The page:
Service is key to success for city’s last independent pharmacy
Norwood’s Suburban Pharmacy is a place where everyone knows everybody, and owner and pharmacist Nick Shanos wouldn’t have it any other way.
Just sitting in the pharmacy for five minutes, one can see that every customer who comes in is greeted by name and asked about something going on in their lives. Most customers also know Shanos and other employees by name.
Although Suburban Pharmacy is Warwick’s last independent pharmacy after the closing of Oxnard Pharmacy, Shanos says he will remain open for many years to come.
“We’re strong. We plan on being here,” said Shanos. “We’re definitely not next.”
Suburban has operated out of its location on Pawtuxet Avenue for 52 years; Shanos’ parents, Thomas and Anna, started the business in August 1961.
Shanos grew up in Norwood and has worked in the pharmacy his entire life. He remembers helping to stock shelves as a kid, then waiting on customers and running the cash register.
“I grew up in this store,” said Shanos.
Shanos says many of the customers remember him as a kid, working in the store with his father.
“People remember me when I couldn’t see over the counter and now I’m taking care of them. It’s a great feeling,” said Shanos.
Shanos says he is a product of the community, attending Norwood Elementary, Aldrich Junior High School and Pilgrim High School. He eventually went on to attend the University of Rhode Island College of Pharmacy. When he graduated in 1986, the plan was for him to work with his father as a pharmacist at Suburban.
Unfortunately, that never came to be because Thomas passed away in March of 1986 after a long battle with cancer. Instead, Shanos bought his father’s business, completely renovated the place, and has kept it going all these years.
Although the idea of great customer service has remained, some things have changed since the store first opened in 1961. Shanos explained that the store did have a classic soda fountain and the entrance was not on the side of the building as it was originally. When he purchased the business in 1986, Shanos took out the soda fountain and completely redesigned and renovated the building to how it looks today. He also put in all of the newest technology at the time, and has kept technology up-to-date in order to stay competitive with chain pharmacies.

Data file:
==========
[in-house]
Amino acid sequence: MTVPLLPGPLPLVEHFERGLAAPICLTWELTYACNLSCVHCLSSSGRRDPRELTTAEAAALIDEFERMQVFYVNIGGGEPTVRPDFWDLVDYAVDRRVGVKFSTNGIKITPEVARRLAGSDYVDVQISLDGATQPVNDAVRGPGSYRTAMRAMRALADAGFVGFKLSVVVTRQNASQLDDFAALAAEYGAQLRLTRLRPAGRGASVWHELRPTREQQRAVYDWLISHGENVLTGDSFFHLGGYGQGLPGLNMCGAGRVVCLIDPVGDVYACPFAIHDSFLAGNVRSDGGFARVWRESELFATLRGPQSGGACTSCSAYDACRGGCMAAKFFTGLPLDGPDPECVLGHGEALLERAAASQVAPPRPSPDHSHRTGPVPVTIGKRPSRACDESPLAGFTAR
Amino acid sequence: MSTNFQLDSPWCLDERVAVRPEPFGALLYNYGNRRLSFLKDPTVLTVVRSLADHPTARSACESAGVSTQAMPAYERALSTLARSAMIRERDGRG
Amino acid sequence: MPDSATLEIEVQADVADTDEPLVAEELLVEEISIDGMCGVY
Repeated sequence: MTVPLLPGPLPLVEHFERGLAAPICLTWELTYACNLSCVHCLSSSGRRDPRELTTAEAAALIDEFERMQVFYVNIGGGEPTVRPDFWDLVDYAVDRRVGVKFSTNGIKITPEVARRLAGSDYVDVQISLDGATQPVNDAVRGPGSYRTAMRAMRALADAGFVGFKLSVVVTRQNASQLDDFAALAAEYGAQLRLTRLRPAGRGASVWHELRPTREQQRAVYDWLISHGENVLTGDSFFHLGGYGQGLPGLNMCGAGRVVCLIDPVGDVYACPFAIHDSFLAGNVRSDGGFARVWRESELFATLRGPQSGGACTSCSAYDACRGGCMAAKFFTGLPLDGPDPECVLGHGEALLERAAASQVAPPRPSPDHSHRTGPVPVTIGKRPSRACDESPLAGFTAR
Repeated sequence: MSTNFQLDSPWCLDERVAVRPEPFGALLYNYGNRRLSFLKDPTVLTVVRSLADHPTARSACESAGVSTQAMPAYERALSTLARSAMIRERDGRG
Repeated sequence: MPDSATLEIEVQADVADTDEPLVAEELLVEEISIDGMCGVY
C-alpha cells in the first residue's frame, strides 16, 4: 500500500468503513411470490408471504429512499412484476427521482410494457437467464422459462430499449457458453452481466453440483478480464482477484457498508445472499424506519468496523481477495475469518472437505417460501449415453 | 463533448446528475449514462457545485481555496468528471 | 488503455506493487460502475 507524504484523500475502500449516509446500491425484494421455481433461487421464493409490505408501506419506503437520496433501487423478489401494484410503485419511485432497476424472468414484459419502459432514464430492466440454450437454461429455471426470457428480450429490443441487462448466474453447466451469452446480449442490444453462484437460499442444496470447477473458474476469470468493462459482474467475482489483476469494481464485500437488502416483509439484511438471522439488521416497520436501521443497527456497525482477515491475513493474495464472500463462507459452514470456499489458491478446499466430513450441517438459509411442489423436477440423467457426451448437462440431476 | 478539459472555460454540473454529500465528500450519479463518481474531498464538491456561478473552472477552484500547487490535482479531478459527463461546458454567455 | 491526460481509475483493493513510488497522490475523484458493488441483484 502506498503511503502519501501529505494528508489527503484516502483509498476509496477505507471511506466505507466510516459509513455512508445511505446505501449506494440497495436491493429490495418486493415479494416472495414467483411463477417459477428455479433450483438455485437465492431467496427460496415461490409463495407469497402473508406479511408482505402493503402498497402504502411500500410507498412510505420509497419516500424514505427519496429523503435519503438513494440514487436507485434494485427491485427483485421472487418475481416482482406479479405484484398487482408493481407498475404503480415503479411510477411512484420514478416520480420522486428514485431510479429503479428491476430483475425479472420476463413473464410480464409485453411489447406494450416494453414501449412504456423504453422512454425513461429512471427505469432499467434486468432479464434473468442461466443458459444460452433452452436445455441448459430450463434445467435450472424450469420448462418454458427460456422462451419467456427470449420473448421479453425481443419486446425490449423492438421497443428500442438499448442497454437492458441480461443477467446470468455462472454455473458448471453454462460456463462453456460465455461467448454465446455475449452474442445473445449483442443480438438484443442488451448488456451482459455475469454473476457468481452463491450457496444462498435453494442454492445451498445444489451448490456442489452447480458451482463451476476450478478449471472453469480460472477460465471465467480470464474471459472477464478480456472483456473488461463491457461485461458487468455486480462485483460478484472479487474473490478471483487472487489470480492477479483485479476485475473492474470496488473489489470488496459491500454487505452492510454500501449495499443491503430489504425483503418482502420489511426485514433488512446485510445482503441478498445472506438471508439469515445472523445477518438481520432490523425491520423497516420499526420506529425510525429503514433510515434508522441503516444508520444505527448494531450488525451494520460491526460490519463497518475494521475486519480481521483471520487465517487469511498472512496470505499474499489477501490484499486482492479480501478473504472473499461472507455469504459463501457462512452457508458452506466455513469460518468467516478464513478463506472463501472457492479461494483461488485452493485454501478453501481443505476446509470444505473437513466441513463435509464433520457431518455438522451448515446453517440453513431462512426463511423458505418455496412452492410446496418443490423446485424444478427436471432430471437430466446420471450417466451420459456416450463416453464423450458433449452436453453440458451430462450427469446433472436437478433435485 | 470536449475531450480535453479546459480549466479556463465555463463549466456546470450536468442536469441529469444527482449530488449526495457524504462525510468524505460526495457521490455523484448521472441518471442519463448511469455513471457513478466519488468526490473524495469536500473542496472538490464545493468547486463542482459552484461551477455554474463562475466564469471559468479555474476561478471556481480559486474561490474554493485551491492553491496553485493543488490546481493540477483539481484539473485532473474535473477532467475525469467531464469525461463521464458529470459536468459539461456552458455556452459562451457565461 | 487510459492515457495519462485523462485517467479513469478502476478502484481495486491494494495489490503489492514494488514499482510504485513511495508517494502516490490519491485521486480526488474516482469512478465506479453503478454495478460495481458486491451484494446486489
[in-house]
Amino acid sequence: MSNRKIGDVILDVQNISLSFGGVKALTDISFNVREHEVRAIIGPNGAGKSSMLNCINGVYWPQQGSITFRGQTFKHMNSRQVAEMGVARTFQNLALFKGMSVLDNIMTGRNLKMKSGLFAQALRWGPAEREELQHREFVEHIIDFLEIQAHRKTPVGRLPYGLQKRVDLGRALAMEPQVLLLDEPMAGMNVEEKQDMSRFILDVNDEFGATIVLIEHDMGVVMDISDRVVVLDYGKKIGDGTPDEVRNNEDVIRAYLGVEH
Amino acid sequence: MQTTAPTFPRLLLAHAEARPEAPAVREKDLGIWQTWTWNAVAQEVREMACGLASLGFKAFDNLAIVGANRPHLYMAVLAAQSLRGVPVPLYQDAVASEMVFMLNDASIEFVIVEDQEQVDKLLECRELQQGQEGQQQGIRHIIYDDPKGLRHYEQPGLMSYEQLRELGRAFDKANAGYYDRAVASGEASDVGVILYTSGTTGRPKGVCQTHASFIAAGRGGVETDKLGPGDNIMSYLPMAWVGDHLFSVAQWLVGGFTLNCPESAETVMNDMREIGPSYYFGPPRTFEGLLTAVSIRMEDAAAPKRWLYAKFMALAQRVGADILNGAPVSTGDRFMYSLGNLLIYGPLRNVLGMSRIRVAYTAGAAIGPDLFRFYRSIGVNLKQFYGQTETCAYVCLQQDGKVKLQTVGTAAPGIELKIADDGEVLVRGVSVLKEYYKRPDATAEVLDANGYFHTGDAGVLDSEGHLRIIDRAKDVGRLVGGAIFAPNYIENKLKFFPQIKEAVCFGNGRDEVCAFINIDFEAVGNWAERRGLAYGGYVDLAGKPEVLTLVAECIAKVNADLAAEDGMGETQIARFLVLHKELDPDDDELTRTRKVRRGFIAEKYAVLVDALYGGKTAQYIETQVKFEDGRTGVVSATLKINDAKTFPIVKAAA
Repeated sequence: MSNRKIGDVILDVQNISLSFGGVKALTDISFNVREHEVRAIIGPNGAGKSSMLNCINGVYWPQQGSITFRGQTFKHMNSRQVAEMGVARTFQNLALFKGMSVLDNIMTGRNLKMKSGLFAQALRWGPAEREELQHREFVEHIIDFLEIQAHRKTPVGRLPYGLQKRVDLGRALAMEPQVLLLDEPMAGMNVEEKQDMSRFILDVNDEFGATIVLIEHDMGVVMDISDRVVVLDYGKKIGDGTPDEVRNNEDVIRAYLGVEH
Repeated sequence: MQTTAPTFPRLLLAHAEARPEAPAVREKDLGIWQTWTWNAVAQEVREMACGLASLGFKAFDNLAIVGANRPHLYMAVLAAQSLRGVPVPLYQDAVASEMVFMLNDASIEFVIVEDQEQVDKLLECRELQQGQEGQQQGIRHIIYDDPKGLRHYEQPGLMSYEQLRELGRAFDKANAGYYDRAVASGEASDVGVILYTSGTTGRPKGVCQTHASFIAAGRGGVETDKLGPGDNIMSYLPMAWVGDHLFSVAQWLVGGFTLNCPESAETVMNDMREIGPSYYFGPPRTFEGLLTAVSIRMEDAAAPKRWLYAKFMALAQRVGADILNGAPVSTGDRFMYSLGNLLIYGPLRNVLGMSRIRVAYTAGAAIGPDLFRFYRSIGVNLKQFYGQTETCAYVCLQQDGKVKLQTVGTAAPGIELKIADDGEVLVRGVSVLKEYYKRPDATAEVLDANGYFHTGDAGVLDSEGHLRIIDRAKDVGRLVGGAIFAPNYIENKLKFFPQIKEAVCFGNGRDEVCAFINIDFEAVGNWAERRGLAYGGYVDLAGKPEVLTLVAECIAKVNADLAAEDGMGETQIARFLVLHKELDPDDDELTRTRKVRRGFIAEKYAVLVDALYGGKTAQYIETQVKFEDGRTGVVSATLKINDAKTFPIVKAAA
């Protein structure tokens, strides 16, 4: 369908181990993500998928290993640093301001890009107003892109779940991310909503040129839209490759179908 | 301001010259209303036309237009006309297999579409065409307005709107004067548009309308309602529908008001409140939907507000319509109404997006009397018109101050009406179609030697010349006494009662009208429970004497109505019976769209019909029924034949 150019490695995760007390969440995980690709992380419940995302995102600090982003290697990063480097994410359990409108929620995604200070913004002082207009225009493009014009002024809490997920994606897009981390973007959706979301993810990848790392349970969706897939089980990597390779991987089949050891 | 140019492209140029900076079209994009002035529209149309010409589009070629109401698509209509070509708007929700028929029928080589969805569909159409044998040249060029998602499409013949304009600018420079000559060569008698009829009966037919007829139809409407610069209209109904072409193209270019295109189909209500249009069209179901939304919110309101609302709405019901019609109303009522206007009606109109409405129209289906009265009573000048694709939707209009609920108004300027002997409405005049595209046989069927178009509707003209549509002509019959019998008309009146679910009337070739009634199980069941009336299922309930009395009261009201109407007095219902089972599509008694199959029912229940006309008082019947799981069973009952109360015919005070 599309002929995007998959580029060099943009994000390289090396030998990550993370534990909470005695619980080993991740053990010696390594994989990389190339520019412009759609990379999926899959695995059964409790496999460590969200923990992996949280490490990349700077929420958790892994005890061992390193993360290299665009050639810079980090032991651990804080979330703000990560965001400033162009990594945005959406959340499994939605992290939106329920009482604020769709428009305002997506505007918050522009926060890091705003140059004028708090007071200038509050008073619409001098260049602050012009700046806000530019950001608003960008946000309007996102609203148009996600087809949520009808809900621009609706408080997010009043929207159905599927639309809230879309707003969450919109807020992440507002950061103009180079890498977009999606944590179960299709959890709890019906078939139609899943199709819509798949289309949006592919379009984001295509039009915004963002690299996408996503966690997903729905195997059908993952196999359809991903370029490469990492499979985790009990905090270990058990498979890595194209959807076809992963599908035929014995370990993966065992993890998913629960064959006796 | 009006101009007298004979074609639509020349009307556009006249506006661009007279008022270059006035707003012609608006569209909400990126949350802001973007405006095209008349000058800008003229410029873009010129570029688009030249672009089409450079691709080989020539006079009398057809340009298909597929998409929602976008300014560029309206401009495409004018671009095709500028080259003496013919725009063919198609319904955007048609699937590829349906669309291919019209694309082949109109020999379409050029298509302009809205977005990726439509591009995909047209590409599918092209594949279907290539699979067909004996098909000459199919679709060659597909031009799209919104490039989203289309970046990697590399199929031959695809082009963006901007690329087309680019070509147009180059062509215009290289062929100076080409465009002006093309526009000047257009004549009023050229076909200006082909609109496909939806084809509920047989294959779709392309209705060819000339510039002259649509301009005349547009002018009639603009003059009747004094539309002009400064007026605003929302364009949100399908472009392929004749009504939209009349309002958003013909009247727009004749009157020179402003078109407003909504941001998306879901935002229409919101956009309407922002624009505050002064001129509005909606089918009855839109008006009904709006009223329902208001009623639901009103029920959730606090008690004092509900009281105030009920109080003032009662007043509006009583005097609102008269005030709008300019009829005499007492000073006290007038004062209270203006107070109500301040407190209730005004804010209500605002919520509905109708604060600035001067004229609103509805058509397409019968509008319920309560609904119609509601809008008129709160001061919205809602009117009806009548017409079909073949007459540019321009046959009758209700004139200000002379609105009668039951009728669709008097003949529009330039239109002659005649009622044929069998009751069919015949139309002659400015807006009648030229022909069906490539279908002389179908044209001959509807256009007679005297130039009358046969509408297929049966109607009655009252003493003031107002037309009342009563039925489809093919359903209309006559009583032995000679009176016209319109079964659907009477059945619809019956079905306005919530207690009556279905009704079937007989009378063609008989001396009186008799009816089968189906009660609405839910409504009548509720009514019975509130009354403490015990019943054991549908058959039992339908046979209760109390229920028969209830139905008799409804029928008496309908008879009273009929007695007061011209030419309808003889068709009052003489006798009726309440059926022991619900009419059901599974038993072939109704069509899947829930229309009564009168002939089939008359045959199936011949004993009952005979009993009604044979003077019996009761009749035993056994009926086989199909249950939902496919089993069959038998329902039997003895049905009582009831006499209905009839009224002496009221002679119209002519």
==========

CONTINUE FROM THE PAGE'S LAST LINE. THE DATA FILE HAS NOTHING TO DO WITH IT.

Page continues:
“Computerization was one of the first things I did,” said Shanos, adding that he installed the best pharmacy software in the industry, along with computerized cash registers and signing pads right away. “We had that before some of the chain stores.”
Lately, it has occurred to Shanos that he has run Suburban Pharmacy longer than his father did; his father was owner for 25 years, while Shanos has been running things for 27.
“I can’t believe I’ve done this longer than he did,” said Shanos, adding that he plans to continue running Suburban Pharmacy until he physically can’t. Shanos has a lot of family pride running the business his father started and says it is rewarding to know he is taking care of people and giving the best kind of personal drug delivery possible through an independent pharmacy.
Now, Suburban Pharmacy is the last independent pharmacy in Warwick, something Shanos says is “bittersweet.”
“It shows we’re clearly strong,” said Shanos.
Shanos believes that independent pharmacies, and Suburban Pharmacy in particular, can offer services that no chain pharmacy can. For example, the staff at Suburban gets to know all of their customers, will mail prescriptions to regular customers vacationing in warmer climates for the winter, and issue IOUs when good customers need a helping hand. The pharmacy even stays open late for customers who realize they need a critical medication at the last minute.